The coffee has worn off. Your users are panicked, overworked and somewhat terrorized by their workload. They just want to get their job done.
Your primary enemy? Peak distraction.
Your challenge? To get this manic, attention poor user to feel like they’re in control of their job.
Then there’s the real enemy: the constant, ongoing battle within their own brains. Part of them wants to learn. The other part desperately wants a snack break every half hour:
“Physiologically, your neurons are keen and alert for no more than 20 consecutive minutes. At the end of those 20 minutes, your neurons have gone from full-fledged alert to total collapse, and it takes two to three minutes for those neurons to be completely recovered and back to the total alert state. If you break longer than three minutes, you’ve redirected your attention.” – [Shift E-Learning Blog]
Your users are lazy.
People only read about 28% of a blog post. Nearly everyone anonymously admits they’re too distracted to get anything done at work. The worst part? It takes something like 23 minutes to get your mind back on track after you’ve let it impulsively wander over to Wait But Why (Nickelled’s preferred distraction du jour.)
You have every possible external and biological force working directly against you.
If you have the unenviable task of training these unruly minds to use your products, sorry and congratulations. Everything that can’t stick, definitely won’t stick!
Nir Eyal says of habit-forming products:
“Reducing the thinking required to take the next action increases the likelihood of the desired behavior occurring unconsciously.”
That’s right. People hate thinking! The less they have to think to get their jobs done, they more they reward you with their business.
This really is the age of bite-sized learning. Let’s talk about how you can overcome this debilitating lack of human willpower.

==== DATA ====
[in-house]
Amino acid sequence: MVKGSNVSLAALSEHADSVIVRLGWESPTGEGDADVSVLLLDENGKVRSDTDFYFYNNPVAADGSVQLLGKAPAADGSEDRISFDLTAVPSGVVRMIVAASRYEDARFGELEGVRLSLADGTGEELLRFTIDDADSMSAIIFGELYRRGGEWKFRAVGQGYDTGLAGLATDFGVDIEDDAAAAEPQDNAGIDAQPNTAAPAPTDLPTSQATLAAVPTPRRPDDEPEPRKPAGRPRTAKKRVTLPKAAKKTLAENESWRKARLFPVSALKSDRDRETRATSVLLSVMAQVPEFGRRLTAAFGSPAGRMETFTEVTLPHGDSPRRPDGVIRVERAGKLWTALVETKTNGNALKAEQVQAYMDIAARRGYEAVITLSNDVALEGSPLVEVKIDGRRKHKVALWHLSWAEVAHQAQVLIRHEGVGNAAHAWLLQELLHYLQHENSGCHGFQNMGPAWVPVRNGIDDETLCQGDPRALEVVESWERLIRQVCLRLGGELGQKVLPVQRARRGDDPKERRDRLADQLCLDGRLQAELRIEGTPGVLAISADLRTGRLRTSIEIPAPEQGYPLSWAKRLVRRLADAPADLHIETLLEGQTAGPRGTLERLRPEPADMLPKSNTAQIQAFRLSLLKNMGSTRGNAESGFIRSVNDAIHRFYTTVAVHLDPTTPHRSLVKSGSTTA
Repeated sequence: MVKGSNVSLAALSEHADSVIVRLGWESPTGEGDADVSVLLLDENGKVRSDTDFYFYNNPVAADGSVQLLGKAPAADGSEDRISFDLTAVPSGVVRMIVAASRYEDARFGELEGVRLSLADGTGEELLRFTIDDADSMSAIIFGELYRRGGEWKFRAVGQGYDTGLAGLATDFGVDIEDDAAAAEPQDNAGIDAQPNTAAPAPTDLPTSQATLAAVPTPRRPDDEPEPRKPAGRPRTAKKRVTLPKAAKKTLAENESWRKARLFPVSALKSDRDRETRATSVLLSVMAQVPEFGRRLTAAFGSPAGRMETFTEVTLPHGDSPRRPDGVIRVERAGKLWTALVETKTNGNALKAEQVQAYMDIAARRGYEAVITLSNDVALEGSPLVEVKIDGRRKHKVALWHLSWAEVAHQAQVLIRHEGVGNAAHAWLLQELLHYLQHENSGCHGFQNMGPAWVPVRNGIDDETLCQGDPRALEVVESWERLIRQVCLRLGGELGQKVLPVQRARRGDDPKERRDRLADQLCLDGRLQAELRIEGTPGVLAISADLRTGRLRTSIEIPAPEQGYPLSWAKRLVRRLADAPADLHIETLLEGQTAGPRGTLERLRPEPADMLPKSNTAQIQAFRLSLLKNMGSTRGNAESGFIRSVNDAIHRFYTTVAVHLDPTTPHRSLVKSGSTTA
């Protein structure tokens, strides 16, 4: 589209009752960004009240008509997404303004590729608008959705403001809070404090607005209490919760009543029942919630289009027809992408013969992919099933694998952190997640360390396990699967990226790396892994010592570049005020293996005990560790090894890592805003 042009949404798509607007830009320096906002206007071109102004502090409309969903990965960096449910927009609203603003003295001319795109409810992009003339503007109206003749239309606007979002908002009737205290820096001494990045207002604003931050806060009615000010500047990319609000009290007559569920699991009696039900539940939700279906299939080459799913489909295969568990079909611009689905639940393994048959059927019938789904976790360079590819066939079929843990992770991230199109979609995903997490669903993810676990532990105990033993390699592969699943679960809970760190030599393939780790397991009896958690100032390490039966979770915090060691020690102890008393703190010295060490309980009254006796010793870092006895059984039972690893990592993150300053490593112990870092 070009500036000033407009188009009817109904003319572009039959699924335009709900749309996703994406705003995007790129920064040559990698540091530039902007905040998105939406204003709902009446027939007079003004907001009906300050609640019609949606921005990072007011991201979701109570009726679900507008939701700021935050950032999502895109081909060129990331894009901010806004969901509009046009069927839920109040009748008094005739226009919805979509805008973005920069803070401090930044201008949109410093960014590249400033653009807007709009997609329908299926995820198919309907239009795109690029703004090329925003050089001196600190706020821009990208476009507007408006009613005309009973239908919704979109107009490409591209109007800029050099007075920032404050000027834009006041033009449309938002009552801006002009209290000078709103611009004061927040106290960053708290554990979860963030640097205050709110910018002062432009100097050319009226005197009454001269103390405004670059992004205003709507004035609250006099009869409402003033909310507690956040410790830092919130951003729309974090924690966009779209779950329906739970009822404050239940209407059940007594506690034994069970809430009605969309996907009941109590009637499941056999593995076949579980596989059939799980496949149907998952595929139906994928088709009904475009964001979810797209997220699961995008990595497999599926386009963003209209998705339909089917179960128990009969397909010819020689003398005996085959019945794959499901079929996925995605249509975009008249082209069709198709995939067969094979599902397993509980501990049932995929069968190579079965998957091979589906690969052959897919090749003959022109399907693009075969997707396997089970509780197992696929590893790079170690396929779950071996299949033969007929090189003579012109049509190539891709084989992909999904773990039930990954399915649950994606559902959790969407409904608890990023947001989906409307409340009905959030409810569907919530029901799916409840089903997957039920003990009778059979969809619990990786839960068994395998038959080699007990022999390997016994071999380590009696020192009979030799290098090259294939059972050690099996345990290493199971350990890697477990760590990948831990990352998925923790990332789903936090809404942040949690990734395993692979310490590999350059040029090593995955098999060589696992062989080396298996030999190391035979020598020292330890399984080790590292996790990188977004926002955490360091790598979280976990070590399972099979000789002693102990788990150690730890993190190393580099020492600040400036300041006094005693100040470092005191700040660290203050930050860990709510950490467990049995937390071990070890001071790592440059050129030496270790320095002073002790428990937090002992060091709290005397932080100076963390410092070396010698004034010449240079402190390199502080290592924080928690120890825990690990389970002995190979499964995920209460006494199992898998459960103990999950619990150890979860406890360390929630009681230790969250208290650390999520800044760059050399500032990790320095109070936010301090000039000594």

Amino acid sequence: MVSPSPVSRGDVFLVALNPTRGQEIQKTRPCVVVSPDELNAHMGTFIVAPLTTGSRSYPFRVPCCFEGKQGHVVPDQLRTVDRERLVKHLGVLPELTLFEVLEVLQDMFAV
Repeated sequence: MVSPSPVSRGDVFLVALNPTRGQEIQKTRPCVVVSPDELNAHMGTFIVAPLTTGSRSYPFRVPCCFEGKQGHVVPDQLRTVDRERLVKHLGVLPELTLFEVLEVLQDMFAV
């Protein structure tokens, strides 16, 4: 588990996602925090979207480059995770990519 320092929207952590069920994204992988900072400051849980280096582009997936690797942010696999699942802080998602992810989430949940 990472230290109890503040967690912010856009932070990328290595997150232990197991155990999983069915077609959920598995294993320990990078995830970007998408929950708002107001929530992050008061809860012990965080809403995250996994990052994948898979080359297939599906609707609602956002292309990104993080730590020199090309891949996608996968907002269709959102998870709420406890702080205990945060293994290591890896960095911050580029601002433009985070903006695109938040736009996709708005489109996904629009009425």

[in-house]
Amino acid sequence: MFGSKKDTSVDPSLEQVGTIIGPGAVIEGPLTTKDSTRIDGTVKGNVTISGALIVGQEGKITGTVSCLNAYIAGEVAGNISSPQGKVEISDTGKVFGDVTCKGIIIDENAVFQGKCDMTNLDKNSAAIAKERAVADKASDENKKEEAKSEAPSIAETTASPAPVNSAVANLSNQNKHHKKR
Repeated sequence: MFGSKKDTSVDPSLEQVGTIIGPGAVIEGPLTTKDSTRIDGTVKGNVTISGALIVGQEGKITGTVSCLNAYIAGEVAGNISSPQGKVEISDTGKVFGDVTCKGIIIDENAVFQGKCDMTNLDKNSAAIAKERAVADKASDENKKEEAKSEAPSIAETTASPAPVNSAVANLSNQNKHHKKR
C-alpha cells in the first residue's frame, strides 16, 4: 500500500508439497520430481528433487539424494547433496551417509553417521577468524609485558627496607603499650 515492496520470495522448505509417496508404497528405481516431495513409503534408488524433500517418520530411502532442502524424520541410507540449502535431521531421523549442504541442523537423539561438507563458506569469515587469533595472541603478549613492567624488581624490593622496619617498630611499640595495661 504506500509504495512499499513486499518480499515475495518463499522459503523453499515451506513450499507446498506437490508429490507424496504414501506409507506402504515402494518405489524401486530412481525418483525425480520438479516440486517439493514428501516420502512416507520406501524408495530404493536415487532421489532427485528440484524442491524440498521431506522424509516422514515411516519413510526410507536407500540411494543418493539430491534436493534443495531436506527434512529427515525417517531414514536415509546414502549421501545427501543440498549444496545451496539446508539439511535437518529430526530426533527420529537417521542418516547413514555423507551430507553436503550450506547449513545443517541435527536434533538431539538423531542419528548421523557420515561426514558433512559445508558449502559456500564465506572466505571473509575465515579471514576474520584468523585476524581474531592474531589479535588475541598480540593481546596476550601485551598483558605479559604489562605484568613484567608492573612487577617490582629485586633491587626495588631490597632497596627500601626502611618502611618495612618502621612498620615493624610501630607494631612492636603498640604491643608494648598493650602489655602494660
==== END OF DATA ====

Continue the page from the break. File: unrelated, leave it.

Less Thinking, Please!
It’s not a bad idea to borrow from the e-learning community, which seems to have a solid grasp on this world of attention deficit users. After all, this is pretty much their primary audience.
They’re under no illusions that they have your attention. (Hah, they know they don’t.)
A lot of us in SaaS approach onboarding and training with a “let’s see what sticks” approach, but I rarely hear us talking in terms of what we’re really doing: teaching. Your success depends on how well your customers learn to use your product.
Could we give our teaching a little boost by borrowing learning strategies from our counterparts in education? Well, turns out that some of our favorite SaaS companies already are.
Chunking helps users make sense of an overwhelming amount of new information by breaking it down into smaller parts that are easier for the brain to digest.
It’s kind of like the way we set up our numbers (xxx) xxx-xxxx instead of a straight up jumble of xxxxxxxxxx.
Trello has been using chunking to onboard new hires, with each set of tasks is tied into a clear, cohesive goal (like “Who Do I Talk to About”). It’s beautiful. Think about how overwhelmed you are on your first day of work – and then someone sends you this:
“The pearl of wisdom here is that if a learner’s working memory is full, the excess information will just drop out—as in disappear,” says e-learning coach, Connie Malamed.